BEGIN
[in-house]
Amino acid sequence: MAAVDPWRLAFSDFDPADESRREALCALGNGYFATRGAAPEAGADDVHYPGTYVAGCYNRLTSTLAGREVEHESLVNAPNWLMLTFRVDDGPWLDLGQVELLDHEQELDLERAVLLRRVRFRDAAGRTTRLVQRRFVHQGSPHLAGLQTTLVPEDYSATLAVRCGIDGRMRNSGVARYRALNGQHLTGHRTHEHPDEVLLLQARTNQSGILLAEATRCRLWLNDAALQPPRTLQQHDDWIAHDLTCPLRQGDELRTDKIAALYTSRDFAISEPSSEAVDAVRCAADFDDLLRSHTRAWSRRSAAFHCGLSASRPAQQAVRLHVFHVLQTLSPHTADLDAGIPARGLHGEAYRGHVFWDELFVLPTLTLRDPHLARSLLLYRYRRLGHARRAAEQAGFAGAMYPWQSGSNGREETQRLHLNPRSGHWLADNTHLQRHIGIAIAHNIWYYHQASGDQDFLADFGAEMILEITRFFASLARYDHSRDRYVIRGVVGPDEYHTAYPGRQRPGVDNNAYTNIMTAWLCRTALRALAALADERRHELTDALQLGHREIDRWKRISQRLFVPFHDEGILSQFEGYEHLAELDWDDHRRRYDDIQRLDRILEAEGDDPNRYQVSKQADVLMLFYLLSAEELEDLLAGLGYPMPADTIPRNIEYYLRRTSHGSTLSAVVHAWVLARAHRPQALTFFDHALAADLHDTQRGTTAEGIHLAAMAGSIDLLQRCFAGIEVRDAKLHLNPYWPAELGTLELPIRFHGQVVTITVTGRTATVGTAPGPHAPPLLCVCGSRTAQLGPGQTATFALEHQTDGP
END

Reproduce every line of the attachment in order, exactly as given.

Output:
[in-house]
Amino acid sequence: MAAVDPWRLAFSDFDPADESRREALCALGNGYFATRGAAPEAGADDVHYPGTYVAGCYNRLTSTLAGREVEHESLVNAPNWLMLTFRVDDGPWLDLGQVELLDHEQELDLERAVLLRRVRFRDAAGRTTRLVQRRFVHQGSPHLAGLQTTLVPEDYSATLAVRCGIDGRMRNSGVARYRALNGQHLTGHRTHEHPDEVLLLQARTNQSGILLAEATRCRLWLNDAALQPPRTLQQHDDWIAHDLTCPLRQGDELRTDKIAALYTSRDFAISEPSSEAVDAVRCAADFDDLLRSHTRAWSRRSAAFHCGLSASRPAQQAVRLHVFHVLQTLSPHTADLDAGIPARGLHGEAYRGHVFWDELFVLPTLTLRDPHLARSLLLYRYRRLGHARRAAEQAGFAGAMYPWQSGSNGREETQRLHLNPRSGHWLADNTHLQRHIGIAIAHNIWYYHQASGDQDFLADFGAEMILEITRFFASLARYDHSRDRYVIRGVVGPDEYHTAYPGRQRPGVDNNAYTNIMTAWLCRTALRALAALADERRHELTDALQLGHREIDRWKRISQRLFVPFHDEGILSQFEGYEHLAELDWDDHRRRYDDIQRLDRILEAEGDDPNRYQVSKQADVLMLFYLLSAEELEDLLAGLGYPMPADTIPRNIEYYLRRTSHGSTLSAVVHAWVLARAHRPQALTFFDHALAADLHDTQRGTTAEGIHLAAMAGSIDLLQRCFAGIEVRDAKLHLNPYWPAELGTLELPIRFHGQVVTITVTGRTATVGTAPGPHAPPLLCVCGSRTAQLGPGQTATFALEHQTDGP